are of a higher orderaltogether...
as opposed to the othersimple pleasures of life.
And, to this end,we will be citing evidence...
from suchillustrious sources...
as William Shakespeare,Immanuel Kant...
Alfred, Lord Tennyson...
Bishop Barclay,Samuel Pepys...
Sir Robert Menzies,Aristotle...
and the Duke of Edinburgh.
Firstly, to beginwith William Shakespeare...
I'd like to suggestthat rugby football...
is the highest form...
Highest form of...
How can one go past...
the fluid inspirationof Jock Blair...
sprinting down the wingfor a brilliant try?
How can one notbe moved to tears...
by the naked courageof a smaller player...
hurling himselfat a much larger opponent...
bouncing off, but pickinghimself up again and again...
in a frenzyof guts and determination?
Rugby football embodies...
all the noblest virtues...
enshrinedin a school like ours--
pride, school spirit...
love of one's fellow man--
surely the virtues...
which distinguishhuman beings...
from brute animals.
-The final speaker...-Good stuff.
for the affirmative sideis Miss Thandiwe Adjewa.
Having listened carefullyto the speakers of both sides...
and wishing to betotally impartial...
I feel the position...
for which my teamis arguing is untenable...
though not forthe tedious reasons...
given by our opponents...
the last speaker excepted.
My colleagues have quoted...
many poets and philosophersto support our case...
that intellectual pursuitsare the highest form...
of human endeavor...
but most contemporary artists...
seem more interestedin bodily functions.
''I don't want youtoast my bread.
''I don't want you make my bed.''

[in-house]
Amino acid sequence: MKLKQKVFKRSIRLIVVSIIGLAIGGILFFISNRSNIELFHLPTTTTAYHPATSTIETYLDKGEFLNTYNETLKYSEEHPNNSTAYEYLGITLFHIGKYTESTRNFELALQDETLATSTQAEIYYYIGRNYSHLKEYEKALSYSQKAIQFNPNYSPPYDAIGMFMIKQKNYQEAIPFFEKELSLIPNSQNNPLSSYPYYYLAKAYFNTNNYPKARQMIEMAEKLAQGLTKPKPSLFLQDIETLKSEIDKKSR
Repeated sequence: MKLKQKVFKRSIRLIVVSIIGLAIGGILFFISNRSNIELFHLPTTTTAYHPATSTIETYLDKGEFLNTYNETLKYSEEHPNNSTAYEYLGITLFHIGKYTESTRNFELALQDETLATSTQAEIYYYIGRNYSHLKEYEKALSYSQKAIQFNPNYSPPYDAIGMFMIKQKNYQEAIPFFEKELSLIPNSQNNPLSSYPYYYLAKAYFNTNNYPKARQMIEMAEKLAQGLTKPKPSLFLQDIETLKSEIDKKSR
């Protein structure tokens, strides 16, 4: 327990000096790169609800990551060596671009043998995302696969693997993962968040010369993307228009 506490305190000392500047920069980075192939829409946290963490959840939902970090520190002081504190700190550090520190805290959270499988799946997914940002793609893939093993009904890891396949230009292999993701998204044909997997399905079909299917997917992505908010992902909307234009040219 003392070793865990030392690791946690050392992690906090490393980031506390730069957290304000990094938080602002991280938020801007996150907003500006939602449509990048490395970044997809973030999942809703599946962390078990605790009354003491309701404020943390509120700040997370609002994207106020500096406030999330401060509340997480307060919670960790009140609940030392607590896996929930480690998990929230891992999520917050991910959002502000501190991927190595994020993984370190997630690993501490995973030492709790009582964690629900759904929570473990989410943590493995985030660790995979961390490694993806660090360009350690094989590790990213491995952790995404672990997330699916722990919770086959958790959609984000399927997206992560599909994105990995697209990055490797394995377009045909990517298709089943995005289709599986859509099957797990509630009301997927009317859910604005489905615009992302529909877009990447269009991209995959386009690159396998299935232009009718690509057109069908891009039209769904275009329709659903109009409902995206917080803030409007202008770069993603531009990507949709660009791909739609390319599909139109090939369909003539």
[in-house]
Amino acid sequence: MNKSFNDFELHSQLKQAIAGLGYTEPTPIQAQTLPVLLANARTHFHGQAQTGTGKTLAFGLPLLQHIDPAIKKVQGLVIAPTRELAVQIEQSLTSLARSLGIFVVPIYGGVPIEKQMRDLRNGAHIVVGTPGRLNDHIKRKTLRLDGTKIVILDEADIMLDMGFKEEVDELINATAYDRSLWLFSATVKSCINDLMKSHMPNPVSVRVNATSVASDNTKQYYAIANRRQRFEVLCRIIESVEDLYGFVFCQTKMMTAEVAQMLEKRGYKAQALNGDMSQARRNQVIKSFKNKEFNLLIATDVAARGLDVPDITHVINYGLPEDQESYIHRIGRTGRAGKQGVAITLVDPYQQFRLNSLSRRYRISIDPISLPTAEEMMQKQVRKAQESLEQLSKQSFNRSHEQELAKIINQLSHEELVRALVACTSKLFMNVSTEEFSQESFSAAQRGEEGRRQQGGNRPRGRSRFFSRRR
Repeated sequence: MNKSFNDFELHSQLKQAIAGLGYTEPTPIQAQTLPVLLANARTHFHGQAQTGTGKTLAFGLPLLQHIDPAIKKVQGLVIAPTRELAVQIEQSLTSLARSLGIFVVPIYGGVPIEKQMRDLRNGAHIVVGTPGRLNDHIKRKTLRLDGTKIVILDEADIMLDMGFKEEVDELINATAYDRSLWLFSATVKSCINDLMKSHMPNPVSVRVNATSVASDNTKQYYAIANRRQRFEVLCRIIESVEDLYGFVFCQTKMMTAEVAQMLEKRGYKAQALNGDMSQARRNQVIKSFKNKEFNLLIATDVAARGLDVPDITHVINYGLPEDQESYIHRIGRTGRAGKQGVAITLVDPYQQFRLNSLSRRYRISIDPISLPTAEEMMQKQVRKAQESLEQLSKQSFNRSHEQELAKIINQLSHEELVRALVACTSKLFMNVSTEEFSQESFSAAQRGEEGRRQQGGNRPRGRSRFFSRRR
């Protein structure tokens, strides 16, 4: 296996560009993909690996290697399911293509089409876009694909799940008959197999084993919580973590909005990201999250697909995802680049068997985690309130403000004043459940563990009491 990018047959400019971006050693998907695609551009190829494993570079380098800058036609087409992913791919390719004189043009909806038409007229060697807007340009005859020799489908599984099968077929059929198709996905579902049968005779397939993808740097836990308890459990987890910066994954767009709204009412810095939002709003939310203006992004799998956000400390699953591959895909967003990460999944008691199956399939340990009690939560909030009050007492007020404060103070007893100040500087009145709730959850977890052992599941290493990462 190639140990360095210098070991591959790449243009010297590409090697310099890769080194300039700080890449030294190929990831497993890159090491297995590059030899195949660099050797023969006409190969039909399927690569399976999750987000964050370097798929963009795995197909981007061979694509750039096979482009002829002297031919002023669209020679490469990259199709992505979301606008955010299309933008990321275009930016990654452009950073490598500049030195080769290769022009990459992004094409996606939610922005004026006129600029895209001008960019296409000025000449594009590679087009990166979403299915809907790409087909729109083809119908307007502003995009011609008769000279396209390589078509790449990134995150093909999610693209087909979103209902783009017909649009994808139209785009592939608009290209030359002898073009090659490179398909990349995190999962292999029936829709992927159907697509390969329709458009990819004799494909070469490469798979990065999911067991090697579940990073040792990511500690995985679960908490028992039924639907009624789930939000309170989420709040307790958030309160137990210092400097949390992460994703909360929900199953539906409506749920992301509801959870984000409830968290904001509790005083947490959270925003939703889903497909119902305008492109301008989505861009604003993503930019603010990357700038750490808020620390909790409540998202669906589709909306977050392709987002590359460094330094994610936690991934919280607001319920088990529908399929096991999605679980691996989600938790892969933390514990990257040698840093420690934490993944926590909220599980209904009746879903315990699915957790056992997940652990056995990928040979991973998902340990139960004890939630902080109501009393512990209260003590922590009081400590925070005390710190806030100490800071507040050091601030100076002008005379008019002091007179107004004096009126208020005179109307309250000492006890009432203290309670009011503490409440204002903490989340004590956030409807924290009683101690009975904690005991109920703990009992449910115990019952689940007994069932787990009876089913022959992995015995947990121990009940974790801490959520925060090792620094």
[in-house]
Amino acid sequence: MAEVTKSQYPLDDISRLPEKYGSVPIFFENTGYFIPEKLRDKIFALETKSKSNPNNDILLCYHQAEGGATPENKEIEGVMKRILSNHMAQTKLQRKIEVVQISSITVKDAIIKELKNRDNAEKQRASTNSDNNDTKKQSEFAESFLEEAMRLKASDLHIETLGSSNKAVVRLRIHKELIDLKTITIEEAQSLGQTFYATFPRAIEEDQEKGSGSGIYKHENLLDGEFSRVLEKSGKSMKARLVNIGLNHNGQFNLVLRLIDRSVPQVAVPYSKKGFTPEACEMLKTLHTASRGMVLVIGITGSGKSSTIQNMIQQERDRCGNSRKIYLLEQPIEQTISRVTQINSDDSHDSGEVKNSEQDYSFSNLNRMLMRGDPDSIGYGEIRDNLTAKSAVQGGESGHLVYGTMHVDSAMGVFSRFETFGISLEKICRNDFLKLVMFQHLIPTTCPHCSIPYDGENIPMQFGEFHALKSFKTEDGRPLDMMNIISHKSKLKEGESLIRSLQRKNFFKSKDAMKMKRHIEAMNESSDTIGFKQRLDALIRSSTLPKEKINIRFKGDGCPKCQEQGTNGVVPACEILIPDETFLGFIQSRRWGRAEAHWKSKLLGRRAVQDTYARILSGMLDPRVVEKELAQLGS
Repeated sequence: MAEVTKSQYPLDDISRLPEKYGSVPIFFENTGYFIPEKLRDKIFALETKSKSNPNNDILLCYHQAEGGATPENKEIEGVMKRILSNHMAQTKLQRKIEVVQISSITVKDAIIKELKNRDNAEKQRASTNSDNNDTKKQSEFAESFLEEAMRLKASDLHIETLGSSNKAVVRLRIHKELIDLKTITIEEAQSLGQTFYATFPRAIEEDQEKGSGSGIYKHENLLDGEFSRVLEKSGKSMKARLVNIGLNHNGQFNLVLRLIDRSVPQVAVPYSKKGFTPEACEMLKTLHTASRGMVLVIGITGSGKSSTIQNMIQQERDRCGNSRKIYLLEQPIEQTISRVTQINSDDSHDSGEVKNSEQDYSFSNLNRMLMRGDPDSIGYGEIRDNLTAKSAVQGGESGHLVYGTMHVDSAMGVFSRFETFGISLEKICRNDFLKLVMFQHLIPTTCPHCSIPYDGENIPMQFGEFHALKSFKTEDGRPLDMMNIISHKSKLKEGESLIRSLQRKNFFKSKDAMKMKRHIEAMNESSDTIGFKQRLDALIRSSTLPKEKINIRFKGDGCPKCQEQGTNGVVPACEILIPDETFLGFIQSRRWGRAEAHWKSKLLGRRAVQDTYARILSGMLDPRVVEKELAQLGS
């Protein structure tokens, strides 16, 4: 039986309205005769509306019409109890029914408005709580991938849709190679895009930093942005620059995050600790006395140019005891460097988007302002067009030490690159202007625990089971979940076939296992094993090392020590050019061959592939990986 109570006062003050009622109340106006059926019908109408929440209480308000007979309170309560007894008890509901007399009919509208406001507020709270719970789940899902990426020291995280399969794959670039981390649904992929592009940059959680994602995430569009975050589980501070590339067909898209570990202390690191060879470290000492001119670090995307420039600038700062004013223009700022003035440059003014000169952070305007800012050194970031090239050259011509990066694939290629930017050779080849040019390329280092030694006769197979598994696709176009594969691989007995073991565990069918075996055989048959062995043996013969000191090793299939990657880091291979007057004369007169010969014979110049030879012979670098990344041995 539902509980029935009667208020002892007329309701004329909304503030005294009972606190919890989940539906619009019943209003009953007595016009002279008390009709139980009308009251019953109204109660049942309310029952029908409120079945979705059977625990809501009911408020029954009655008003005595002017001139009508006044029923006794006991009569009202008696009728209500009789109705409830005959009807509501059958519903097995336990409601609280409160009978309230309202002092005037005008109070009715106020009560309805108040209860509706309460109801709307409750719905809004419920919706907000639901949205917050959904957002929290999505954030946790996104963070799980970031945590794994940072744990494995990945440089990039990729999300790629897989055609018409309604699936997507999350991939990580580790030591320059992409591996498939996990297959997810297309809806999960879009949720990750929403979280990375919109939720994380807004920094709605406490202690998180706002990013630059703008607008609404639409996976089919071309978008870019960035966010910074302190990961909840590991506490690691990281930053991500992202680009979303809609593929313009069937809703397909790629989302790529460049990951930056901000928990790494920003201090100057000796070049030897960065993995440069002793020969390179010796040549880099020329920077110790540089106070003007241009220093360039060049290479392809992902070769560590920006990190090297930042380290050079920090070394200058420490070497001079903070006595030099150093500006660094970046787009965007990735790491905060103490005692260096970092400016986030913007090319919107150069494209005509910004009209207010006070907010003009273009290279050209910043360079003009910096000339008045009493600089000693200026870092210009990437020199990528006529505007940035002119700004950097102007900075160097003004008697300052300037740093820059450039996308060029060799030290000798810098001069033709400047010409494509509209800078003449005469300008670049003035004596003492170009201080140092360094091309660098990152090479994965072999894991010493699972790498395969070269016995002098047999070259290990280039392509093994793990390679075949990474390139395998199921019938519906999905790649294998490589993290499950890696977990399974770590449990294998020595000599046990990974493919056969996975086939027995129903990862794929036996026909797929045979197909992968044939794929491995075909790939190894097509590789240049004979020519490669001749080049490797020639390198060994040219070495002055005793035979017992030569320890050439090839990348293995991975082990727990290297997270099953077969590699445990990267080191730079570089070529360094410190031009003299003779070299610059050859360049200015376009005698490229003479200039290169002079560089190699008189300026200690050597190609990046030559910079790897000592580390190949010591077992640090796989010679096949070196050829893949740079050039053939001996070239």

''I don't want your money, too.
''I just wantto make love to you.''
''Tutti frutti, au rutti.''
''A-wop-bop a-loom-opa-lop bam boom.''
If these philosopher-poetsare any guide...
the so-called animal sideof human beings...
leaves the intellectual sidefor dead.
Is this justa recent development...
or are we only nowbecoming mature enough...
to reveal our dirty washing?
About one minute.
You were not only totallydisloyal to the school...
by deliberatelythrowing away the debate...
but you reduced the occasionto a gutter level.
I can't imaginethat you were encouraged...
to get away with thatat school in England...
but I can certainly guaranteeyou won't be given...
the opportunityto repeat such behavior here.
She didn't mean to be offensive.
She made a mockeryof the whole debate.
If you believe rock 'n' rollsongs are equal to poetry...
then I wonder what they teachyou over there at all.
At any rate,I shall be speaking...
to the headmistressin the morning.
She was reallywetting her pants.
I saw you getting blasted.
I wanted to congratulate you.It was terrific.
I loved your rugby speech.
Are you goingto the boarders' dance?
I'm not sure.I don't think so.
Aren't fifth formers allowed?
Yeah, but not many go.
I'm not.They always play terrible music.
Yes. I prefer jazz to rock.
The bus is here, girls.Hurry up, please.
I might see you there...
at the dance.
-What's the time?- : .
-Yes, Bourke?-It's : sir.
Those going to the dancecan go and get changed.
Backa, don't do anythingI wouldn't do.
Doesn't leave memuch room to maneuver.
-Who's Embling going with?-Who'd have him?
Who've you got lined up,Embling?
Didn't think you'd evermanage to finish...
asking someone out.
People wonder how Hitlermanaged...
to get so many followers?
It's never surprised me.
You're certainly getting around.
Just trying to leada balanced life.
-How's the hamstring?-Good, sir.
Remember you gota football match tomorrow.
Did I not tell youto get a haircut?